For example, with the herbicides flucarbazone/fluroxypyr it states that peas can be grown the year after the herbicide-treated wheat crop, provided that the soil pH is below 7.5, organic matter above four per cent and the previous year was normal rainfall and not a drought. Other crops such as barley and canola can be grown anyway but check your soil type to avoid a herbicide residue problem.
Clopyralid is an effective herbicide for weed control in small grain cereals, canola and flax. But do not seed the next year to peas, beans, lentils, potatoes or sunflowers — wait at least another year.
Imazamox and imazethapyr do a first-class job on recommended crops. Repeat application of this herbicide is only recommended for approved crops such as Clearfield canola but even then, avoid over use. Change your herbicide use since in low pH soils in particular this herbicide combination is very slow to break down and could potentially cause a crop failure unless you follow label guidelines. If the herbicide label says once in two years or once in four years on a particular soil type it means just that.
In the sale of herbicide products, no manufacturer has a crystal ball predicting a given year or years on herbicide performance. Unusually dry years may prolong herbicide persistence in the soil frequent rainstorms may reduce herbicide performance and too frequent use of an herbicide can lead to specific weed resistance.
Glyphosate does an excellent job and is seemingly without fault. It has, however, been shown to have a dark side. Over frequent use of this herbicide can cause a buildup in the soil especially in our colder climates. The glyphosate becomes fully inactive in soil, but if liberal applications of phosphate are applied to soils subject to frequent glyphosate application the applied phosphate fertilizer can displace the glyphosate from its bound iron and aluminum sites in the soil where its release may cause obvious crop damage. Several research publications have shown this in Denmark in particular.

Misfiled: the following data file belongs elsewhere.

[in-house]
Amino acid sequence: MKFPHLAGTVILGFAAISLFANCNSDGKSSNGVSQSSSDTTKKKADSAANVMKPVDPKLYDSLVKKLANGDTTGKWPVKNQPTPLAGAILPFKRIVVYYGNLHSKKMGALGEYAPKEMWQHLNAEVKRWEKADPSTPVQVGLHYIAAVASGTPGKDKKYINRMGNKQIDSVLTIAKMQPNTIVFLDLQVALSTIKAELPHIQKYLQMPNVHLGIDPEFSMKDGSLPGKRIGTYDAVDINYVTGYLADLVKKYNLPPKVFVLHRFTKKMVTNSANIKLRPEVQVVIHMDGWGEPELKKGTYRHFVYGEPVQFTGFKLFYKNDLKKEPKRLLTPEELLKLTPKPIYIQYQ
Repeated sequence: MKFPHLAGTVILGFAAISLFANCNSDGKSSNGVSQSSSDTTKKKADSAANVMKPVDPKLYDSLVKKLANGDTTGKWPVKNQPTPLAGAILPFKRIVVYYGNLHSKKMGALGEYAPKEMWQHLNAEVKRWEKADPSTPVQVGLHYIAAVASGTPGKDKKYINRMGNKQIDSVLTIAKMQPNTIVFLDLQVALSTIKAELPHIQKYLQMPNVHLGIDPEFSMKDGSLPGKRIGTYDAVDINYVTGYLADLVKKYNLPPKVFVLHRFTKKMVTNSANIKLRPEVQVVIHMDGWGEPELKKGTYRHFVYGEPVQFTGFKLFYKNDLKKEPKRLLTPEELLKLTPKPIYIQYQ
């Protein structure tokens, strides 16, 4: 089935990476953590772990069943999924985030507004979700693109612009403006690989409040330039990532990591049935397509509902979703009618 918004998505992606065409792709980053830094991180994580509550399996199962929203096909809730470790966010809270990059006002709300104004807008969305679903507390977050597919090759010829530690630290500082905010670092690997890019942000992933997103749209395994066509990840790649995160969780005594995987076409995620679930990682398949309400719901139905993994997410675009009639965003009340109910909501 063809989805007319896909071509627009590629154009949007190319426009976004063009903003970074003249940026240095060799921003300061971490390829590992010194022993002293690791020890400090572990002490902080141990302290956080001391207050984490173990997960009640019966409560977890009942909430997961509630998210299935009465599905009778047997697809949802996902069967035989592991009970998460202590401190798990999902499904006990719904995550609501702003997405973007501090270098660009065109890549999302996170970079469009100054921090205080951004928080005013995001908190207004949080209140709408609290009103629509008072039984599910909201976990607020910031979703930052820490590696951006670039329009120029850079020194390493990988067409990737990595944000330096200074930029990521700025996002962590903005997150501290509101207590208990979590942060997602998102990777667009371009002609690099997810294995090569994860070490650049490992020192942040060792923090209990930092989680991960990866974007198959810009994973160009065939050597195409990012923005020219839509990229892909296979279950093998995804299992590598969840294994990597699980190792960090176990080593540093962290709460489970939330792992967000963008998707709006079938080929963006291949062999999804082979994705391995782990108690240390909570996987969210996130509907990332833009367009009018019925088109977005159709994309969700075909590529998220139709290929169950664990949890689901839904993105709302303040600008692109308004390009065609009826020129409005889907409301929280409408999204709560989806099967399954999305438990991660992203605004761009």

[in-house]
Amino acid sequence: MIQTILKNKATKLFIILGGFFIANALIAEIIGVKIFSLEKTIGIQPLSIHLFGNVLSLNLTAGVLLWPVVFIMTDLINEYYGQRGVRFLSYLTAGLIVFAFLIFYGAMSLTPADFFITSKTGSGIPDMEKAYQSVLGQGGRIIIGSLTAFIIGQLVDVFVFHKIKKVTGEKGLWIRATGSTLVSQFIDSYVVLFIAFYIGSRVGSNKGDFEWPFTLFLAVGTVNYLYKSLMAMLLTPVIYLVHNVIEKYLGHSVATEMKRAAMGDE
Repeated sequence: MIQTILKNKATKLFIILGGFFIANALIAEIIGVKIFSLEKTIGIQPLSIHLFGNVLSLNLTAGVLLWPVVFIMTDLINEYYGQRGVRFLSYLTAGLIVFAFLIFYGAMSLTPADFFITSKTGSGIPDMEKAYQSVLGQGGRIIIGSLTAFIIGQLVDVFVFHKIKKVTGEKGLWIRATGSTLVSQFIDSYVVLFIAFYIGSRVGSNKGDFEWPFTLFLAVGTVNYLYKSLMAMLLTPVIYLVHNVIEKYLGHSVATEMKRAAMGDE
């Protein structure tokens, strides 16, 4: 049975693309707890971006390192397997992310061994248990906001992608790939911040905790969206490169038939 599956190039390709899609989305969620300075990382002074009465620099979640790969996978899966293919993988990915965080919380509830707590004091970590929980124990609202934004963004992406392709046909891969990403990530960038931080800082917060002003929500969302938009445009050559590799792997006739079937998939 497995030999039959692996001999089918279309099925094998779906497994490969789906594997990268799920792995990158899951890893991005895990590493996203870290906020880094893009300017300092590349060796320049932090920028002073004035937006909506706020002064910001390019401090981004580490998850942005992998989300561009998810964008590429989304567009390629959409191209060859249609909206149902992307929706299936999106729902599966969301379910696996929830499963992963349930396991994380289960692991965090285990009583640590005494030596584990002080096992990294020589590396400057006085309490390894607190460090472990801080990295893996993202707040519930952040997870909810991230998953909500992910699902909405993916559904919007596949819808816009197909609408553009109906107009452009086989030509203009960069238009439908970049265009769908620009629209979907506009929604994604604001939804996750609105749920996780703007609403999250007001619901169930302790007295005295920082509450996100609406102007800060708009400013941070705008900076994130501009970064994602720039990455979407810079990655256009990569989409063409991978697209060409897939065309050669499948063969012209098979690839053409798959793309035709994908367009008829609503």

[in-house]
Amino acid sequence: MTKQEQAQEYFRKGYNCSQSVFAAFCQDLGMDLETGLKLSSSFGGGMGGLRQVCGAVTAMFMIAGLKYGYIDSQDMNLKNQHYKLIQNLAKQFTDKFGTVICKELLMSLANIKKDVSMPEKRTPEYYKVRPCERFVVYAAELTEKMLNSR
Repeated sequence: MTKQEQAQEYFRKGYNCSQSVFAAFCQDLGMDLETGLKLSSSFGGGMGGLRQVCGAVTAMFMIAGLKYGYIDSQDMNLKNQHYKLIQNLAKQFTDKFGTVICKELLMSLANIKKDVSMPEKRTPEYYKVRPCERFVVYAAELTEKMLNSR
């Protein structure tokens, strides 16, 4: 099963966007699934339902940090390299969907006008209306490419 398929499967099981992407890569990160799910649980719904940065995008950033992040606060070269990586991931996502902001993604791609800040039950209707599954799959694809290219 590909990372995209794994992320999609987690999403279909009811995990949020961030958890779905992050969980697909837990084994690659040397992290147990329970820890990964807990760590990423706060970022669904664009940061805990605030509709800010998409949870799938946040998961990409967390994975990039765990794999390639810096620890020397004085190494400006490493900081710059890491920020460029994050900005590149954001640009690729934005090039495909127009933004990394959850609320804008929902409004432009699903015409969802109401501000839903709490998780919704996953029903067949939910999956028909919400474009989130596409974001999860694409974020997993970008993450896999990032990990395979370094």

An herbicide bioassay should be started in late summer or early fall especially in a dry season if you are worried about next year’s crop. If you have crop damage or even crop failure in a given year soil samples for bioassay in all instances should only be taken from zero to three inches (zero to six cm). most soil persistent herbicides remain in this zone.
The bioassay should tell you not only how active the herbicide is with potted susceptible crop seedlings but by its action on a range of crop types the probable identity of the herbicide. Chemical analysis is very expensive and on the other hand only gives the name and presence of the herbicide or herbicides but nothing about its effect on crop plants.
Five guidelines to using herbicides
- DO NOT mix different herbicides unless recommended by the manufacturers.
- DO NOT add other pesticides, nutrients or micronutrients to the herbicide unless specified by the manufacture.
- NEVER spray in windy conditions or if rain is forecast.
- Ensure that the herbicide is recommended for the specific crop.Did your herbicide freeze over winter or was it a non-labelled bargain purchase?
- Timing of herbicide application is most important: not too early or too late, just right, when possible.
Rotate your herbicides to avoid possible soil built-up (residues), herbicide resistant weeds and if you don’t need one, don’t use one.